(October 27, 2015): Over the past year, Medicare fraud enforcement efforts throughout Texas have resulted in multiple convictions. These increased enforcement efforts should serve as a reminder to all Texas health care providers and suppliers that full compliance with applicable statutory and regulatory requirements is not an option -- it is a necessity.
I. Medicare Fraud Enforcement Efforts are Accelerating in Texas:
In Houston earlier this year, one couple pled guilty to Medicare fraud and Medicaid fraud out of more than $9 million dollars. The owner was alleged to have violated the federal Anti-Kickback Statute by paying Medicare beneficiaries to visit the clinic and also billed for services that were supposedly never performed, despite the fact that they were billed to Medicare and Medicaid. The owner’s wife, a registered nurse who ran the clinic, was convicted of misprision (knowing concealment) of a felony. The couple also agreed to pay restitution to Medicare and Medicaid as part of their plea agreements.
A recent ambulance Medicare fraud case out of the Rio Grande Valley was prosecuted against the owner of the company alleging that documentation had been forged and that hundreds of thousands of dollars worth of false claims had been billed to the Medicare and Medicaid programs. In addition to charging the defendant with charged with conspiracy to commit health care fraud, he was also charged with aggravated identity theft.
In another fairly recent example of fraud, a Gulf Coast physician practice entered into a settlement with the Department of Health and Human Services, Office of Inspector General (HHS-OIG) for allegedly submitting medical claims for services that were performed by unqualified technicians.
II. Exclusions are on the Rise:
The improper employment of "excluded" parties are another hot area of litigation you should consider. Last year, the general partner if a multi-facility set of skilled nursing homes was penalized for employing individuals who had been previously excluded from participation in federal health benefit care programs. The sad part is these violations were not only expensive, but also completely preventable. Providers should be acutely aware that government enforcement efforts are increasingly turning to Permissive Exclusion under the Social Security Act, where HHS-OIG has wide discretion to bar participants from federally funded programs from 1 to 5 years. Reinstatement cannot be requested until the exclusion term is completed. Each program must be reapplied for individually and could take another 6-12 months to receive the paperwork and complete, making the effective term 18-24 months. Further, every state, including Texas, has its’ own exclusionary statutes that must be complied with for purposes of re-enrollment in Medicare or Medicaid. State law cannot do less than federal law, but it could be even more restrictive, such as the Texas HIPAA law.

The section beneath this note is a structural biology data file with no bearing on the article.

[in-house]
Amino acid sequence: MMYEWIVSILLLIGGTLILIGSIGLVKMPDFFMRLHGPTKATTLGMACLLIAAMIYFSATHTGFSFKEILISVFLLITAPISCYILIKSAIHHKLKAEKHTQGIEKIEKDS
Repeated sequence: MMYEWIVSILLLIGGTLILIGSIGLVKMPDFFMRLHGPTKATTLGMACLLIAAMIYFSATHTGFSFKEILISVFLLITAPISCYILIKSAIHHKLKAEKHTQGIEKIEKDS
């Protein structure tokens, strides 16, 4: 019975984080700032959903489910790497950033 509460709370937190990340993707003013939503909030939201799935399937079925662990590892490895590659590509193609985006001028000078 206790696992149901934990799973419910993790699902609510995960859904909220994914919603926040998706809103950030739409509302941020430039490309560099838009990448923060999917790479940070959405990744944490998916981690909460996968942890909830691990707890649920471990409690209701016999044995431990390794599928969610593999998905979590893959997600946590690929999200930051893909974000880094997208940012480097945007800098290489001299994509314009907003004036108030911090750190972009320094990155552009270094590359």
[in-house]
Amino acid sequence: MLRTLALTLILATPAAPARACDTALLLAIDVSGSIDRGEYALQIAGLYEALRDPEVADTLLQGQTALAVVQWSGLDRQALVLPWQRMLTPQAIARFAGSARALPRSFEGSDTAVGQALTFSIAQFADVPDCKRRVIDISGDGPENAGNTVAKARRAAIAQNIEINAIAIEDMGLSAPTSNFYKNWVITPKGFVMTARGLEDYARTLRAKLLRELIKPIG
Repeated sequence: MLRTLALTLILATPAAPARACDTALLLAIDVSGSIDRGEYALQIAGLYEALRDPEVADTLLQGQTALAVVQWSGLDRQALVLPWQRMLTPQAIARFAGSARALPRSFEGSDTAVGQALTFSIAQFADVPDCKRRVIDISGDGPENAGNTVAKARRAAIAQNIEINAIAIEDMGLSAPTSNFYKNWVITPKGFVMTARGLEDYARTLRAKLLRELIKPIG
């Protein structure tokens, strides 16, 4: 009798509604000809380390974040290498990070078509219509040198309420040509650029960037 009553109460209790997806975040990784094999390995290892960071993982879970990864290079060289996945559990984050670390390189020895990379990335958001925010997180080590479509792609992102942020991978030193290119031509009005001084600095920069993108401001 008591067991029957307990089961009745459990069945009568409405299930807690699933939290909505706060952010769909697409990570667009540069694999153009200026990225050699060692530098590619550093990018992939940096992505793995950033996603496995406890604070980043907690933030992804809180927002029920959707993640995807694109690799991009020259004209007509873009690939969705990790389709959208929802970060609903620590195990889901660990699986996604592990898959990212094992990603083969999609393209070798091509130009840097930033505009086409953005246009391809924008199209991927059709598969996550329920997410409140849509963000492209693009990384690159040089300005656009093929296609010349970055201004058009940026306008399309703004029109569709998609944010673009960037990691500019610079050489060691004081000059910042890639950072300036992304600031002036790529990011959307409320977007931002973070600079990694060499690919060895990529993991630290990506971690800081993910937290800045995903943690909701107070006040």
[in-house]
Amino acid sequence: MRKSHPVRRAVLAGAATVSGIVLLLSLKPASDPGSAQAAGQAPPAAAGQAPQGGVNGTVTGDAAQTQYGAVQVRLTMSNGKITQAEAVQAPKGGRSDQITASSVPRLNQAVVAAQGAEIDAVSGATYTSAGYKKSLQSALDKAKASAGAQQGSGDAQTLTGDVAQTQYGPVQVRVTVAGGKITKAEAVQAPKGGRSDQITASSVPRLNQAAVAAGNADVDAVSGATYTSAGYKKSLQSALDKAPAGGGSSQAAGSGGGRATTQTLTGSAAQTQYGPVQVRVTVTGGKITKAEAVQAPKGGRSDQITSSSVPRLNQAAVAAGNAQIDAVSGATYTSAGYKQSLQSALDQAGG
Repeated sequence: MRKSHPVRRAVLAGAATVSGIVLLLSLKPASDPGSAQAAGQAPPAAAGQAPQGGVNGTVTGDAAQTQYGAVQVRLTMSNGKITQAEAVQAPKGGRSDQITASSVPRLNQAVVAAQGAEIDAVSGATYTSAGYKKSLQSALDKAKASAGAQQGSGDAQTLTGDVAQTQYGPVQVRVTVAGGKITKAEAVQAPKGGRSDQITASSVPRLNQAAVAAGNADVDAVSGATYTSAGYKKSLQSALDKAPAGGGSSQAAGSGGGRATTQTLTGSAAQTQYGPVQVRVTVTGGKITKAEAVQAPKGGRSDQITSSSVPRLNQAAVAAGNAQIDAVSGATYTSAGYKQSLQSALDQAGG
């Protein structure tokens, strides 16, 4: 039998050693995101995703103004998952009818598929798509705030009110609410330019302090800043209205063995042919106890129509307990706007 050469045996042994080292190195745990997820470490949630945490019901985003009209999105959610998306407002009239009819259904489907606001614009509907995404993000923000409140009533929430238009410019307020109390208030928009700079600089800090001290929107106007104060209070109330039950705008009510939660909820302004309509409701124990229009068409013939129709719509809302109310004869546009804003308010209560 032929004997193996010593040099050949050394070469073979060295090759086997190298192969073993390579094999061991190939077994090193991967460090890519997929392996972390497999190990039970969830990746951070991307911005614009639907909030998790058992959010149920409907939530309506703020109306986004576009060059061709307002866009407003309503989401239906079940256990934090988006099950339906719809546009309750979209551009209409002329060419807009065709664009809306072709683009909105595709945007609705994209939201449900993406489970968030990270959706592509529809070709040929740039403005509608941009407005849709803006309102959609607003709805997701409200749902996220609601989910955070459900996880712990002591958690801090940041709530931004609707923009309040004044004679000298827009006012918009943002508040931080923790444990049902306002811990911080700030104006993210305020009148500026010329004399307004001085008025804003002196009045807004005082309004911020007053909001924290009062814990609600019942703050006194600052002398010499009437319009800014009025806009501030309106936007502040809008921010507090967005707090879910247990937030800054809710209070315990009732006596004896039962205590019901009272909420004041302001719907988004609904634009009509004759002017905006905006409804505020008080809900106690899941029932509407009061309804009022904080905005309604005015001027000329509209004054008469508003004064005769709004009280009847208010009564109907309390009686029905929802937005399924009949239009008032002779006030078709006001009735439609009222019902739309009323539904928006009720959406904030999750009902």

III. Checking the Exclusion Lists – Just Do It:
The simplest and most effective thing you can do to protect your healthcare practice or business is to check the exclusion lists religiously. Texas requires that exclusion lists to be checked on a monthly basis. Checking the exclusions list on a monthly basis may not be easy, but it is required. For larger entities it can also be costly and time consuming. Nevertheless, it must be regarded as part of the essential cost of running your health care business. Need exclusion screening assistance, check out one of the many vendors who provide these services. Personally, I recommend you check out the services offered by "Exclusion Screening LLC" at www.exclusionscreening.com. The company was started by Robert W. Liles and Paul Weidenfeld, two colleagues of mine. It simply has to be done, not only to be in compliance with federal and state law, but to prevent the risks and much more expensive penalties associated with the filing of false or tainted claims by these individuals. The result could not only lead to extremely large overpayments, but unnecessarily risk your exclusion from all federally funded programs, as well.